Australia needs to step up its presence in southeast Asia to combat the rising tide of Chinese influence, a leading defence analyst has warned.
Australian Strategic Policy Institute executive director Peter Jennings said Australia had a lot of consular catching up to do and should invest more in its diplomats and aid programs.
“We need to get over the Australian view that everything can be done on the smell of an oily rag,” he told AAP.
“The more aggressive China gets (in the region), particularly around military basing, the more we have to do to push back and present an alternative.
“We have been way too relaxed about our position in southeast Asia, probably thinking that it is stronger than it really is, and we have been caught flat-footed with the volume of Chinese money.”
The US defence department’s annual Chinese military power report last week flagged that China’s armed forces have likely considered establishing military bases in Cambodia, Myanmar, Thailand, Singapore and Indonesia.
The Indo-Pacific has become a cooking pot of security concerns, especially around the expansion of Chinese influence and power across the region.
Foreign Minister Marise Payne, who landed in Malaysia on Friday, said Australia’s relationships in the region were paramount to countering the “unprecedented rate” of military build up.
Senator Payne co-chaired the annual foreign minister’s meeting in Malaysia and met with the country’s leaders to discuss health security, climate change challenges and access to vaccinations.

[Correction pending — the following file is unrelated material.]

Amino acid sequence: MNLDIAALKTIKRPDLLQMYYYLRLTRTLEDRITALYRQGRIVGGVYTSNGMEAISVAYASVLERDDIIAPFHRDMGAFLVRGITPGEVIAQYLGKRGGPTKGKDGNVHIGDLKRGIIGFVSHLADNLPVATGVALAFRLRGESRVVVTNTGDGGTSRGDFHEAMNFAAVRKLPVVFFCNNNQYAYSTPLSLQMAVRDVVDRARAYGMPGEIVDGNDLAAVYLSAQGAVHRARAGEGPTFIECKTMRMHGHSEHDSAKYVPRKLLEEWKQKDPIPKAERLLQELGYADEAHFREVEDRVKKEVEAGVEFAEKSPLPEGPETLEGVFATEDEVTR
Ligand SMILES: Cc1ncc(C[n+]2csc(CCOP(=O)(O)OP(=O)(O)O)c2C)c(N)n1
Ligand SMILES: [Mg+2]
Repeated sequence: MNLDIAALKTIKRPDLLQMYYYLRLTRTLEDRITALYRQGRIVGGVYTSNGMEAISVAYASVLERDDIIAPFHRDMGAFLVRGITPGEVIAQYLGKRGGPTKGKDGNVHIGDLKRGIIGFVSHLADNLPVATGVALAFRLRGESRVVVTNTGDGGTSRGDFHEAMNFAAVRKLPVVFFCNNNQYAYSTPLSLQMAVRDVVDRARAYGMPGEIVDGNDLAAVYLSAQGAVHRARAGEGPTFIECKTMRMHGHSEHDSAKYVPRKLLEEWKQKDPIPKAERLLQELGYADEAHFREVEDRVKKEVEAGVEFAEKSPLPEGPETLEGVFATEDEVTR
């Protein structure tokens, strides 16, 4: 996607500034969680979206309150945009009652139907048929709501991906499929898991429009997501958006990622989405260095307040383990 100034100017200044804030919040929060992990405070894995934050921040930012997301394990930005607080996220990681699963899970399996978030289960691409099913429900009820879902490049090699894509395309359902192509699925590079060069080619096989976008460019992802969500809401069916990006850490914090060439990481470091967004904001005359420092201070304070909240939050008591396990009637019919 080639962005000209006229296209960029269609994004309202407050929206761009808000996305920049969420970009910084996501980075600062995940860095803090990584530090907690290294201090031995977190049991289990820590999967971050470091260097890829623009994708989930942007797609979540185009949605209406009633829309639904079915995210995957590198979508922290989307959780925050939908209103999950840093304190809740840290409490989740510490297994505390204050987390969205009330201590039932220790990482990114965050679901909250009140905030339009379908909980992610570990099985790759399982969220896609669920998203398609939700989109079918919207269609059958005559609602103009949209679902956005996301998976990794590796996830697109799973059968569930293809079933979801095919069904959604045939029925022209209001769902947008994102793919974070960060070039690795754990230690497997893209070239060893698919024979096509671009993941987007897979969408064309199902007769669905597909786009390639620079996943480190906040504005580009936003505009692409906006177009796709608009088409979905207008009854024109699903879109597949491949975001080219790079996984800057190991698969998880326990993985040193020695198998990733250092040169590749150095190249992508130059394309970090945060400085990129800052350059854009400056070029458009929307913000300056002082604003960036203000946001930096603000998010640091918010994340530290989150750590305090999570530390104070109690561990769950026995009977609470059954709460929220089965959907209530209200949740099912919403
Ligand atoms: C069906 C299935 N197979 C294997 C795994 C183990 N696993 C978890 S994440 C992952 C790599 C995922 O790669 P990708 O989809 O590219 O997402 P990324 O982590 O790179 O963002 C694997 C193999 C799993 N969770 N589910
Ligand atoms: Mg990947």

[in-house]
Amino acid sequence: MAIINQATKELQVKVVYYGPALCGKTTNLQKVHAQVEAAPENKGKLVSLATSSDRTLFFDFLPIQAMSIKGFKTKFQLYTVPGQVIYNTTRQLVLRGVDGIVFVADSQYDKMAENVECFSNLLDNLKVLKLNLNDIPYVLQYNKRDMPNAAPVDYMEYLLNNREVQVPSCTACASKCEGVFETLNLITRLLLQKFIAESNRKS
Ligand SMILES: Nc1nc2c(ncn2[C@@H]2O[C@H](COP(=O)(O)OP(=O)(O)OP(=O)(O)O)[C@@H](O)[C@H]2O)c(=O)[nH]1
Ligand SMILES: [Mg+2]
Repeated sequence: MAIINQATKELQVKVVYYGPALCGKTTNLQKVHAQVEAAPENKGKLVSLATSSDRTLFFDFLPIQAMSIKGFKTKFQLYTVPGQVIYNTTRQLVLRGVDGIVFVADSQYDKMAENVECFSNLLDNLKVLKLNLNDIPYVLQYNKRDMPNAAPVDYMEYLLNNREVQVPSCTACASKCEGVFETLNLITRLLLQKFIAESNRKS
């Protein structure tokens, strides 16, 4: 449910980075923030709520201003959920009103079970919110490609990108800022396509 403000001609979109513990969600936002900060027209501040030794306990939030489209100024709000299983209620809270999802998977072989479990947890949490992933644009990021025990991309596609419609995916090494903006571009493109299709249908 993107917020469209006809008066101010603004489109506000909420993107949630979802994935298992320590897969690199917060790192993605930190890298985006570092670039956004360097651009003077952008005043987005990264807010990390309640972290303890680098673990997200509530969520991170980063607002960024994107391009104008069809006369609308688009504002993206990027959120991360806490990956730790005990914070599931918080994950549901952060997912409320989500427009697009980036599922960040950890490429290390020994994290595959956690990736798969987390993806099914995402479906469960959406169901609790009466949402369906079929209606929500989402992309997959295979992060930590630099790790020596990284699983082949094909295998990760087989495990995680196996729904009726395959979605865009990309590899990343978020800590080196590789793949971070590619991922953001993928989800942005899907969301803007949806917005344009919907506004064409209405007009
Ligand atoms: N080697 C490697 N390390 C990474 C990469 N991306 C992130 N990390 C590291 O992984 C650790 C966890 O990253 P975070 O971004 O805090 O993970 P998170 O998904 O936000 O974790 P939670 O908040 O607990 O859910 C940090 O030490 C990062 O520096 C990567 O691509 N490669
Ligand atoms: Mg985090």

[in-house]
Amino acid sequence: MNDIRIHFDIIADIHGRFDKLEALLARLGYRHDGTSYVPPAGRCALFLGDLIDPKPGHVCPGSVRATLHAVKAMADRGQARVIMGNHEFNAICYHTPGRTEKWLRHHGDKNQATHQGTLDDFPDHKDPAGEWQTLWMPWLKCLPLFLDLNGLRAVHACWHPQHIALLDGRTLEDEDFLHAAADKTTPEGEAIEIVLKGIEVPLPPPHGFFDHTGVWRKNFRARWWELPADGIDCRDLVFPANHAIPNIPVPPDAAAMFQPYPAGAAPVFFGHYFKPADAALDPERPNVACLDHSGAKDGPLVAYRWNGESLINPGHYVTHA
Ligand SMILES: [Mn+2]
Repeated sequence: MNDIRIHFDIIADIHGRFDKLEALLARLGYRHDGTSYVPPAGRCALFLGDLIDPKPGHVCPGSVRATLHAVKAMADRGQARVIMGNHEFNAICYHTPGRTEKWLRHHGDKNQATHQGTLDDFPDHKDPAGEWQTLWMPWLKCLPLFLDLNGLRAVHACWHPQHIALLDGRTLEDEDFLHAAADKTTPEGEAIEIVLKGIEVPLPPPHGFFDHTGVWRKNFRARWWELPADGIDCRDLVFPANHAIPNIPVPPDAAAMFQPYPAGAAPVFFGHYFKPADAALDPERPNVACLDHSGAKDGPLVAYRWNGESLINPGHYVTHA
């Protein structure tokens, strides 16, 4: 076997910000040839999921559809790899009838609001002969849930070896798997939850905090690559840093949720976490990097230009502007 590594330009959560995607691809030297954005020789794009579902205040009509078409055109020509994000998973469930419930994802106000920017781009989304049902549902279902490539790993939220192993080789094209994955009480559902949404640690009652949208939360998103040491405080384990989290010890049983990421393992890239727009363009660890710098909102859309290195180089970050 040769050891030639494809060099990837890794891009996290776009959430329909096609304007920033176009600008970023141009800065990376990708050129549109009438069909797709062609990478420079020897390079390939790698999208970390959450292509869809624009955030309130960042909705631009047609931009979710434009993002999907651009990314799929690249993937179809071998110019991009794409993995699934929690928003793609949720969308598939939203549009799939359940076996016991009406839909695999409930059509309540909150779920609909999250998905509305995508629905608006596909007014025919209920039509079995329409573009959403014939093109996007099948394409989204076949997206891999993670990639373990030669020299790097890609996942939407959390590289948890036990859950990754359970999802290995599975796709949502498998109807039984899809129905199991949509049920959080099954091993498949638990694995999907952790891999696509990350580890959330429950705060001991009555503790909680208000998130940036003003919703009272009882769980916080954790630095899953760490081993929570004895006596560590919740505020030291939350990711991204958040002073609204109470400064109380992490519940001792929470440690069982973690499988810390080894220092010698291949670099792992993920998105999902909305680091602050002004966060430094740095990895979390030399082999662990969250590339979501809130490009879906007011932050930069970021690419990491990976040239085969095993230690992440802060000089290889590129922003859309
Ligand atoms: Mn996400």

The foreign minister’s trip includes visits to Cambodia, Vietnam and Indonesia to meet with Indonesian Foreign Minister Retno Marsudi in Jakarta to discuss security in the Indo-Pacific region.
The meeting in Indonesia comes after concerns were raised over how the government handled the announcement of its new trilateral security partnership with the US and UK.
Key allies, including Indonesia, were kept in the dark about the AUKUS alliance and Australia’s plans to acquire nuclear-powered submarines until the last minute.
But the leaking of the alliance to the press the night before its official announcement in September sent ripples through diplomatic wires as some foreign officials found out about the major security shake-up online.
Indonesia and Malaysia then raised concerns Australia could breach its nuclear non-proliferation obligations, an assertion which has been rejected by Australian officials.
China is trying to use the AUKUS announcement to rally southeast Asian nations against Australian and US interference, saying the acquisition of nuclear submarines would “create risks of nuclear proliferation and undermine regional peace and stability”.
China’s foreign ministry spokesperson Wang Wenbin said at a briefing last week Australia’s plan to acquire nuclear-powered submarines and its cooperation with the US as part of AUKUS had “cold war undertones”.
The military power report revealed China continued to advance and expand its nuclear capabilities and could have up to 700 nuclear warheads by 2027 and 1000 by 2030.